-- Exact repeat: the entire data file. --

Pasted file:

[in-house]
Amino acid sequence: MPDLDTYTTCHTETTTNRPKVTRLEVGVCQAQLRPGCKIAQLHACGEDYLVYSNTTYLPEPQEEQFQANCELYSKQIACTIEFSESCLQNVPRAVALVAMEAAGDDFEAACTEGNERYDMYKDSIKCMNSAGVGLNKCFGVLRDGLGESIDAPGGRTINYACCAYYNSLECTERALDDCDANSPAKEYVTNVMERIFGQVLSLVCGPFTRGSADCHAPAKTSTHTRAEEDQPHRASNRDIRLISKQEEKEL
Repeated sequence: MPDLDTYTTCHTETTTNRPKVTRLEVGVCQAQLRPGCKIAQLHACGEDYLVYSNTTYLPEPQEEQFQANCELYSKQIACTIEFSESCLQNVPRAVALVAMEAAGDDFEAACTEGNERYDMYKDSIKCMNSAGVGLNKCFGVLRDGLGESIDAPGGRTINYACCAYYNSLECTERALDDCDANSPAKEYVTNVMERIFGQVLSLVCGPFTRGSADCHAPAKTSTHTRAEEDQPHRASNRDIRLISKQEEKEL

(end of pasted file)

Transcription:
[in-house]
Amino acid sequence: MPDLDTYTTCHTETTTNRPKVTRLEVGVCQAQLRPGCKIAQLHACGEDYLVYSNTTYLPEPQEEQFQANCELYSKQIACTIEFSESCLQNVPRAVALVAMEAAGDDFEAACTEGNERYDMYKDSIKCMNSAGVGLNKCFGVLRDGLGESIDAPGGRTINYACCAYYNSLECTERALDDCDANSPAKEYVTNVMERIFGQVLSLVCGPFTRGSADCHAPAKTSTHTRAEEDQPHRASNRDIRLISKQEEKEL
Repeated sequence: MPDLDTYTTCHTETTTNRPKVTRLEVGVCQAQLRPGCKIAQLHACGEDYLVYSNTTYLPEPQEEQFQANCELYSKQIACTIEFSESCLQNVPRAVALVAMEAAGDDFEAACTEGNERYDMYKDSIKCMNSAGVGLNKCFGVLRDGLGESIDAPGGRTINYACCAYYNSLECTERALDDCDANSPAKEYVTNVMERIFGQVLSLVCGPFTRGSADCHAPAKTSTHTRAEEDQPHRASNRDIRLISKQEEKEL